Dear Dr. Saltzman,
I am very disturbed by my husband's frequent "jokes" about death, primarily, the death of our son, who is 10 months old. He says things such as "he may not make it till morning", "I'm going to put him to bed and euthanize him". He has never exhibited any violence or anger towards the baby, yet these jokes are occurring with more and frequency.
He does, as a rule, have a very off color sense of humor, but this is crossing the line and I don't know how I should proceed.
He is an intelligent, successful man, not some degenerate, and he should know better. I have never heard anyone make jokes like this, he thinks perhaps that he is being humorous.
I do not understand where this could be coming from. He did suffer physical abuse from his Father when he was a small child, but he sweeps that under the rug like it is no big deal.
What should I do? Please help me.
I wonder if your husband's humor is an attempt to protect himself against his fears that something bad could happen to your baby. In other words, it could be that the jokes are expressing not some kind of hostility against the child, but quite the opposite, that they are an attempt to deal with an excess of anxiety about the child's health and survival.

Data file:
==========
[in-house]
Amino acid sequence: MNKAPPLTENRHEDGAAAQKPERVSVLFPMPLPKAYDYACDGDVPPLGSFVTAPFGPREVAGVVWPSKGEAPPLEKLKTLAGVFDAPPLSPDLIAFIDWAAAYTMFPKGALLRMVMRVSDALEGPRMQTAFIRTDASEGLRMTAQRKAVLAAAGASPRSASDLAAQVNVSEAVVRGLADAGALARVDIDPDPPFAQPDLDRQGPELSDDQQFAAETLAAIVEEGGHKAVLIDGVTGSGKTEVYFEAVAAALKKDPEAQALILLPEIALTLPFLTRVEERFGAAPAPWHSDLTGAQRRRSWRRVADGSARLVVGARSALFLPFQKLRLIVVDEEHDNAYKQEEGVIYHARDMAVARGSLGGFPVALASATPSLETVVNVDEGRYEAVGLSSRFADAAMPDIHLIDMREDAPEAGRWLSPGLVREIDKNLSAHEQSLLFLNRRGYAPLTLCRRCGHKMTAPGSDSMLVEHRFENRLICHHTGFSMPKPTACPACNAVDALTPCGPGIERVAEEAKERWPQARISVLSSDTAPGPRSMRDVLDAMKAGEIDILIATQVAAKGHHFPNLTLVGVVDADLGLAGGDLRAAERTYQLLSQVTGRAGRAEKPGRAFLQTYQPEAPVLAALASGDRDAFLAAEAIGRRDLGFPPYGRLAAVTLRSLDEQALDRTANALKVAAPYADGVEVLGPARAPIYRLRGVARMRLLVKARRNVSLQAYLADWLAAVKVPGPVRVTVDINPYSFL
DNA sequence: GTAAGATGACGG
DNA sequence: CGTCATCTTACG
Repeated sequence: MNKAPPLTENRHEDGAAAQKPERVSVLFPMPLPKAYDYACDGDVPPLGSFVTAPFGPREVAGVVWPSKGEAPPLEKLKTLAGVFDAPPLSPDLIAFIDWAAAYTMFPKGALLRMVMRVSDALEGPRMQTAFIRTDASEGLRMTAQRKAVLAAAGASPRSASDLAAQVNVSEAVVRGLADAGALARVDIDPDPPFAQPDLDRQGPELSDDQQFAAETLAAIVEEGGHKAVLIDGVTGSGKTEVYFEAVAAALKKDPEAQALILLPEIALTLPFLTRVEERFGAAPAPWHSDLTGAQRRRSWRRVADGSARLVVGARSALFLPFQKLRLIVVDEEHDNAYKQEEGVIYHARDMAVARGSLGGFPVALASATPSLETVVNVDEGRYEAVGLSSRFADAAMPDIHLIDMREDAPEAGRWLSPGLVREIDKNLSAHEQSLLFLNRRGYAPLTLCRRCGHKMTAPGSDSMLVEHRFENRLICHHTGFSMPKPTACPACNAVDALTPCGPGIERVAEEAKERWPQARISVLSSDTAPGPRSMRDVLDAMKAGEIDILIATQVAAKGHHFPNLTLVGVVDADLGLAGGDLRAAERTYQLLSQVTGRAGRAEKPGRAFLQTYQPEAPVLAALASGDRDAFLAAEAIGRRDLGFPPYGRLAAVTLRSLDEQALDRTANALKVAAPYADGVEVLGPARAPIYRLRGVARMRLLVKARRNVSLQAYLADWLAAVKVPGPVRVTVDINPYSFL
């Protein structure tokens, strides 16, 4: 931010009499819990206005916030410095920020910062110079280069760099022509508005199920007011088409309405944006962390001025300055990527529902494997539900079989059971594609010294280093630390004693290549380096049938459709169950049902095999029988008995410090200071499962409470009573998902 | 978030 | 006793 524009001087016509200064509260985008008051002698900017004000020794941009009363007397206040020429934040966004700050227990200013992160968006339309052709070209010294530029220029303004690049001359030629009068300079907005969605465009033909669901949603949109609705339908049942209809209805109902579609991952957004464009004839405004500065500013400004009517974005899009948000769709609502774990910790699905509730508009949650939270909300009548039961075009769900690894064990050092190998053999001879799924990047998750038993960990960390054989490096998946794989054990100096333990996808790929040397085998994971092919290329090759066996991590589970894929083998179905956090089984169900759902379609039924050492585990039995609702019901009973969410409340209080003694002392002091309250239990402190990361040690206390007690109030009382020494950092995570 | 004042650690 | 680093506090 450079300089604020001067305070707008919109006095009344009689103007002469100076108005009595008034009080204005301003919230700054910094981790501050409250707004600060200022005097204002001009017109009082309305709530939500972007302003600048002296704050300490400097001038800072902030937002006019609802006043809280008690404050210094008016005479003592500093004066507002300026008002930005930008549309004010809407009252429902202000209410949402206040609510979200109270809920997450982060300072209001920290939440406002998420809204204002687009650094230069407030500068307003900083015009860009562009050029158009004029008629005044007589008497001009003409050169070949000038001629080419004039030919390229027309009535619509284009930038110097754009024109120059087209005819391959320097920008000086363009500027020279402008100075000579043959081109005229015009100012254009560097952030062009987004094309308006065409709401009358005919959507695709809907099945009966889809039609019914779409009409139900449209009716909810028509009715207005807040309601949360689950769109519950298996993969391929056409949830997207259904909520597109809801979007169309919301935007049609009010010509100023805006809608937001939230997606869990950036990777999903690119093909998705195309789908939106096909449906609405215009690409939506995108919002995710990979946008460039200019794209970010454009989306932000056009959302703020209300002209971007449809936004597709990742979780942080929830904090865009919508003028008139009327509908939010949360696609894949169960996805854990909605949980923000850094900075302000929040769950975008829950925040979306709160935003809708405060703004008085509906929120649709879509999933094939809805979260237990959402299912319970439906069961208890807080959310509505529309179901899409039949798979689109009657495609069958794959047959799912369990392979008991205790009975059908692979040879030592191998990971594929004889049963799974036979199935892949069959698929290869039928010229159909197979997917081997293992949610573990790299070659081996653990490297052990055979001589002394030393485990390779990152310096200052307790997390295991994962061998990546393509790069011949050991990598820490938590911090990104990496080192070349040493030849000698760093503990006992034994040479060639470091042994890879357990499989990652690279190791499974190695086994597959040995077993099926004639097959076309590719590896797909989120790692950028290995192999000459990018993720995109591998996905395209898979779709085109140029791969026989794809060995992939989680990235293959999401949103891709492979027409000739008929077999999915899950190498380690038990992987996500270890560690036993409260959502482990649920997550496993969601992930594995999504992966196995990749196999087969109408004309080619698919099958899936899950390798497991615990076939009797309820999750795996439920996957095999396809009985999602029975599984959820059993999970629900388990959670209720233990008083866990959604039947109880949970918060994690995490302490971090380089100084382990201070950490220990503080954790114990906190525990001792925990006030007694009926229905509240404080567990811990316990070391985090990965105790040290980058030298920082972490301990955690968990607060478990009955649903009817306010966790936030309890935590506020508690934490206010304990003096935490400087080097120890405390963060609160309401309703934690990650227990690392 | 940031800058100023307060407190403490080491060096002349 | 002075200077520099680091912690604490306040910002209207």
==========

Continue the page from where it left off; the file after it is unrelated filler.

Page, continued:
Thank you for the insight. I too suspected this could be the cause.
Whatever the reason he has for making these jokes, they are not well received by family/friends. Do you have any suggestions of how I could approach him, and convey to him how bothersome the remarks are? He will get defensive, I don't want to make any accusations, but rather appeal to his sensible side.
Thank you once again for your help.
You are most welcome, Debra.
I don’t know your husband, so I would only be guessing, but I wonder if simply sharing our correspondence with him would speak to his sensible side. You could begin by telling him that the tenor of his jokes had been worrying you, so you wrote to an anonymous online psychologist for advice. You got a helpful answer back, so now you are able understand the meaning of the jokes, and so are no longer worried by them personally. But you want him to see what the psychologist said--you would tell your husband--because you still worry that other people, not having had benefit of the psychological interpretation of his jokes, might fail to understand that kind of joke, fail to see the humor in it, or even be put off by it.
That approach, it seems to me, has several virtues, not the least of which is honesty. However, as I say, I don’t know your husband. You do, so do your best.
one general suggestion regarding this kind of communication is that
there must be no blame. When I say no blame I mean just
seeing things as they are in a non-judgmental, totally
accepting frame of mind. Seeing things as they are means not
projecting into a future, but really seeing, hearing, and understanding the person with whom you need to
communicate, and then making that person know that he or she has been
seen, heard, and understood.
If that style of listening is not possible for you, your efforts would be better spent on learning to attain it than in trying to get someone else to change.
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